6. Repeating Other Films
The portrayal of a soldier who can’t adjust to civilian life and feels more comfortable in dangerous situations in the Middle East was done quite well in The Hurt Locker a few years ago. American Sniper fails to bring much to the table that that film didn’t already explore. Even Glory, back in 1989, demonstrated the effects of shellshock more effectively than this film. Also, American Sniper takes the awesome line of dialogue “Aim small, miss small” from The Patriot (2000) without acknowledging where it came from or adding a new element to it to justify the reference.
You knew this was coming, and everyone has already commented on how awful the fake baby is. I’ll just say that it completely took me out of the scene and I couldn’t concentrate on what I know was meant to be a serious conversation between Kyle and his wife while he’s holding a limp, lifeless doll.
8. Putting His Men in Danger to Kill Mustafa
I definitely wanted to see Kyle kill his nemesis, the evil sniper Mustafa, but the way that he wound up doing it seemed to go against everything he’s supposed to stand for. He’s all about protecting his men. He knows that reinforcements are several minutes away and that he and his men are surrounded by enemies. The tiniest sound will put them all in serious danger. Rather than call an airstrike or some other means of killing the bad guy, he decides he has to do it himself and he shoots that terrible guy. It’s satisfying to see him kill Mustafa for that one moment, but then everything comes crashing down. He risked getting himself and all of his men killed as a result of that action. That’s not exactly acting like a sheepdog.
9. Calling His Wife from the Battlefield
When we see Kyle call his wife while he’s deployed, it’s never in the evening when he has some personal time. It’s always when he’s supposed to be concentrating on a mission. This just comes across as needlessly reckless. I realize the film is trying to build tension by connecting the two characters during stressful moments, but does the military really allow on-the-job phone calls to loved ones? Multi-tasking can be deadly when it distracts you from a life-and-death situation!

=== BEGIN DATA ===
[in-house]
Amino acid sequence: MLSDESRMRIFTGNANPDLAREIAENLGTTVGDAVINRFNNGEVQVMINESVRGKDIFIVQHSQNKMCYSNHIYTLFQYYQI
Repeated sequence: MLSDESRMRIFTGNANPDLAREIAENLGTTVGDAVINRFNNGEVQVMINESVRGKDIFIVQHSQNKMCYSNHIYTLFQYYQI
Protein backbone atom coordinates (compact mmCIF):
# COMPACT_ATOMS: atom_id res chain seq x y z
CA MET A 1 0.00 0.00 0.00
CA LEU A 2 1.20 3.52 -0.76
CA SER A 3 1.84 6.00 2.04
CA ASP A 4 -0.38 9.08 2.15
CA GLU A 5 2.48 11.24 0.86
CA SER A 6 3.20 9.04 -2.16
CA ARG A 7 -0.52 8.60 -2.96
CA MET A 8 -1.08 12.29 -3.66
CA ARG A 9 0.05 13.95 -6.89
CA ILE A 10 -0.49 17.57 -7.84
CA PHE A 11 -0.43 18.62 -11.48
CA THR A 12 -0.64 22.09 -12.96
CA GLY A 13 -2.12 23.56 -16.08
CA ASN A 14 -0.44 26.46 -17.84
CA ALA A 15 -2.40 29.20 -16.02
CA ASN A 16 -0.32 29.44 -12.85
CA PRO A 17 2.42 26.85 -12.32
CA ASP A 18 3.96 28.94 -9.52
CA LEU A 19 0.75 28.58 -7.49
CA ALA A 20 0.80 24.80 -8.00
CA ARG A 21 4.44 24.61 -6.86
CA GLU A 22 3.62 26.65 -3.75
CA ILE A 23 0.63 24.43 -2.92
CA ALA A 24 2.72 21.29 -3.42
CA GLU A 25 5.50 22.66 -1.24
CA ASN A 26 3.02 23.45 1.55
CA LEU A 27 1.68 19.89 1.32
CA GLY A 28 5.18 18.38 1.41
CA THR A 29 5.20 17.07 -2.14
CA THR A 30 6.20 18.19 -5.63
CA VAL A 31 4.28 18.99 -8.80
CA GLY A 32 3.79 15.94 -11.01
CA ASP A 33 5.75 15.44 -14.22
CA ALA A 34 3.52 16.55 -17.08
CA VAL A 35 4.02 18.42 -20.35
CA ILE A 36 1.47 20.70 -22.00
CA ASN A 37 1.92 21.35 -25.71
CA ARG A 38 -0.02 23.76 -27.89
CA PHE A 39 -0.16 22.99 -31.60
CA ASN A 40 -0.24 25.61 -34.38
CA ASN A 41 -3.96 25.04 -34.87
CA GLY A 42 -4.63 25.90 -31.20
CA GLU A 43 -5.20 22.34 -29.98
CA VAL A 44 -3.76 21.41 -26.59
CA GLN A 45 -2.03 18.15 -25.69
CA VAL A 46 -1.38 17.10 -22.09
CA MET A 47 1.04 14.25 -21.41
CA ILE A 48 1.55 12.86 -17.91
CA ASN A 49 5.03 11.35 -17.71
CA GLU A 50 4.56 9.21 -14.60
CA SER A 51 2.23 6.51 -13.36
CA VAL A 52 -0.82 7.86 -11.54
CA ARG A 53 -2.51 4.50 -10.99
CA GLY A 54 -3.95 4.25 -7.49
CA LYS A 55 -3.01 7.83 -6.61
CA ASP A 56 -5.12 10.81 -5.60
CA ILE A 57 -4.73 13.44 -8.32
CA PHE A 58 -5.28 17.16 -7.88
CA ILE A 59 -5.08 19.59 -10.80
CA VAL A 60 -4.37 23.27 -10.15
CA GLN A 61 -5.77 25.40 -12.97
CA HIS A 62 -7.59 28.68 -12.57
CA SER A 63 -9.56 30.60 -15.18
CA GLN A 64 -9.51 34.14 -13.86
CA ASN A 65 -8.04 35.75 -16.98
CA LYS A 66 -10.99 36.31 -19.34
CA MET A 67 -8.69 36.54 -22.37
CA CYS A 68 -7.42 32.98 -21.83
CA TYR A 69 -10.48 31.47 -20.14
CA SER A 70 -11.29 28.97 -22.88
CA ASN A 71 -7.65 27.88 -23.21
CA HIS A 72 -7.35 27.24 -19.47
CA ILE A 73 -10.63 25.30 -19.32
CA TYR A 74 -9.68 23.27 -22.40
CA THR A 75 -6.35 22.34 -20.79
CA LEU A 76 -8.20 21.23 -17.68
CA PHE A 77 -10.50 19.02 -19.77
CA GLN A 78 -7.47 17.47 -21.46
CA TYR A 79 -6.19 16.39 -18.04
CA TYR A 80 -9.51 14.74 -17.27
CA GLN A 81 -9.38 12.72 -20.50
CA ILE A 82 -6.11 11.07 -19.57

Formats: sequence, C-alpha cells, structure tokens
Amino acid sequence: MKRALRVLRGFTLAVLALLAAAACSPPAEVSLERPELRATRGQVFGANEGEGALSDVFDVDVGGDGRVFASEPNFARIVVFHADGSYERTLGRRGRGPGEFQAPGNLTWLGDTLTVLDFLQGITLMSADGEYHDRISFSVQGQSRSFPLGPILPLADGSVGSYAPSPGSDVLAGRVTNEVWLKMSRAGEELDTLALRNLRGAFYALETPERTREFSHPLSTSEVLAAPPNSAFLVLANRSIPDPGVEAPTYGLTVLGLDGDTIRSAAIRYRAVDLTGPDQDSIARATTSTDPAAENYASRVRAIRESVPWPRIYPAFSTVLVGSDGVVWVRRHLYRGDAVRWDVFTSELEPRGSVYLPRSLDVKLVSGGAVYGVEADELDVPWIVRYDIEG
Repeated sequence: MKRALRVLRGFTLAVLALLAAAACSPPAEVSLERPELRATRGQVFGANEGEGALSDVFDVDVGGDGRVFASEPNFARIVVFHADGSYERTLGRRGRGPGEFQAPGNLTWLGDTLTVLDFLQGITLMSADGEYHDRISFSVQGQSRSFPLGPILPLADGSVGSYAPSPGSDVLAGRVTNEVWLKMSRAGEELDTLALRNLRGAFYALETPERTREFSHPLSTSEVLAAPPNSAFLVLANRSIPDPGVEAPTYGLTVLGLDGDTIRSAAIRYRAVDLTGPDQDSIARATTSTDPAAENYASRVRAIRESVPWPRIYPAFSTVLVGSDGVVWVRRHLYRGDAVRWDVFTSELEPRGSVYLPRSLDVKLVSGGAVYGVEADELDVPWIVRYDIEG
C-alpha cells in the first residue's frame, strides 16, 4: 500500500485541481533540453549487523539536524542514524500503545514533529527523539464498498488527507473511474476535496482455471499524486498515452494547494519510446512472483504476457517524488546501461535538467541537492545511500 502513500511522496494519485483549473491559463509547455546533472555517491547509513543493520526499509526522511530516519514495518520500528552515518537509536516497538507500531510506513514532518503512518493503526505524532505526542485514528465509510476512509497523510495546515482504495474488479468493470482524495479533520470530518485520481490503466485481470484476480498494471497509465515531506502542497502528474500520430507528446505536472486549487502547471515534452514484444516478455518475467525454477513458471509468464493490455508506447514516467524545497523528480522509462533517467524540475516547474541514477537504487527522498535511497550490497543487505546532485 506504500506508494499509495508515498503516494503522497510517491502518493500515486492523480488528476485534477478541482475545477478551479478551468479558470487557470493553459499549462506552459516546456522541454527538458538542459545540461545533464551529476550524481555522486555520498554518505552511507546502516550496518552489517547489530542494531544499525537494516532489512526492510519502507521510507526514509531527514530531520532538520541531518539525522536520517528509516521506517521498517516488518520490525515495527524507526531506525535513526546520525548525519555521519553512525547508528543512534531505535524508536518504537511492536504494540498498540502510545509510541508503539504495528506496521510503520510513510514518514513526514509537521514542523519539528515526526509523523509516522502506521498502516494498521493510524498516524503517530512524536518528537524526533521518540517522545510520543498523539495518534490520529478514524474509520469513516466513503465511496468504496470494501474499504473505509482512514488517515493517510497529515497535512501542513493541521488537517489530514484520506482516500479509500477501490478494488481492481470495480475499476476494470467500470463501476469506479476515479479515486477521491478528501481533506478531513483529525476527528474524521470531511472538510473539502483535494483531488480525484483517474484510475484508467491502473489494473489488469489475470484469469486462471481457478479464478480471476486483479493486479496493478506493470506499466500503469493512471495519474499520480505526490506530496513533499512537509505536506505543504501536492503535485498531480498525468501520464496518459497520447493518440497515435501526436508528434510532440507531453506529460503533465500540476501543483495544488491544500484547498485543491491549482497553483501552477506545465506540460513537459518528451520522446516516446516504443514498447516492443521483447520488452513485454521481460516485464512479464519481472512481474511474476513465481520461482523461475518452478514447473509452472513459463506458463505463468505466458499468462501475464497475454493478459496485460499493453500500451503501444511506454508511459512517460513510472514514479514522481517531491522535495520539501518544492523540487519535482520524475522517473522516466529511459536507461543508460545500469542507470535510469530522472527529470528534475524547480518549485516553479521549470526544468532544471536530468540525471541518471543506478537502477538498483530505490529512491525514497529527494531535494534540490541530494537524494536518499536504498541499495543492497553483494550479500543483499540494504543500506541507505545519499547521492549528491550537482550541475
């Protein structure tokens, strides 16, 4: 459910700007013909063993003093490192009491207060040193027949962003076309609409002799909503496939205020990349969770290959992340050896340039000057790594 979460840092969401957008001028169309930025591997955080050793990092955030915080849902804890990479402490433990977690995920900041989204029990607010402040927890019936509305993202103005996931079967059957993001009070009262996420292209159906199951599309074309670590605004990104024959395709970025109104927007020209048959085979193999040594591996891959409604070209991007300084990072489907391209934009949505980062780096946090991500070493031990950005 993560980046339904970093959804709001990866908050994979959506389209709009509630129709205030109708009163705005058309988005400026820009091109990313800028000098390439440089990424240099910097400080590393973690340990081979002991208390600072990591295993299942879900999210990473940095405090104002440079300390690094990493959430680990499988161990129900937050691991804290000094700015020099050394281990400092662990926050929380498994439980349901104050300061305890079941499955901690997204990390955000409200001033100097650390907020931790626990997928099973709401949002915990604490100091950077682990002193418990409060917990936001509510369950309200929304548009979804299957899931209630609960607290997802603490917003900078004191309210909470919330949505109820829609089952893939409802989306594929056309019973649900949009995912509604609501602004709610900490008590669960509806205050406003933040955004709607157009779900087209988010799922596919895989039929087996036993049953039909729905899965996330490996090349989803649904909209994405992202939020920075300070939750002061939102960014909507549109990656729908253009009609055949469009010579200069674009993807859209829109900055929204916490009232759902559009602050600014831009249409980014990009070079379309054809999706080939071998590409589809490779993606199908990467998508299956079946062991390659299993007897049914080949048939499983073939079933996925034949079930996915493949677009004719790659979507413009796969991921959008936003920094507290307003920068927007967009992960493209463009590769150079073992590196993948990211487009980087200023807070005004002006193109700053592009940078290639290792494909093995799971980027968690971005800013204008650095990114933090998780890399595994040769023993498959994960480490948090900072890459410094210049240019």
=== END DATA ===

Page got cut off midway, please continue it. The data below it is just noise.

10. Suddenly Becoming a Model Husband and Father
I’m sure Kyle was an amazing man, and I don’t mean to be rude. This movie just doesn’t do a good job of showing his transition at the end into a loving husband and father. He’s spent most of the film obsessed with his job in the military to the point of neglecting his wife and children. But suddenly after he kills Mustafa, he has no problem leaving all of that behind and devoting himself fully to his family. How did that happen? It’s just not handled well at all.
Aim Small, Miss Big
American Sniper has surprisingly small ambitions. I didn’t feel like it added anything particularly new to the genre. It’s a decent war movie, chronicling the horrors of the Islamic terrorists’ tactics during the War in Iraq. But its moments of greatness are pretty sparse. It spends a lot of time showing Chris Kyle doing things without exploring what made him the legend that he is.
Maybe I expected too much from this film. Again, I don’t think it’s bad. It’s just not for me. American Sniper aimed to pay a small tribute to a hero and wound up widely missing the mark.
This is the Deja Reviewer bidding you farewell until we meet again.
All images are the copyright of their owners.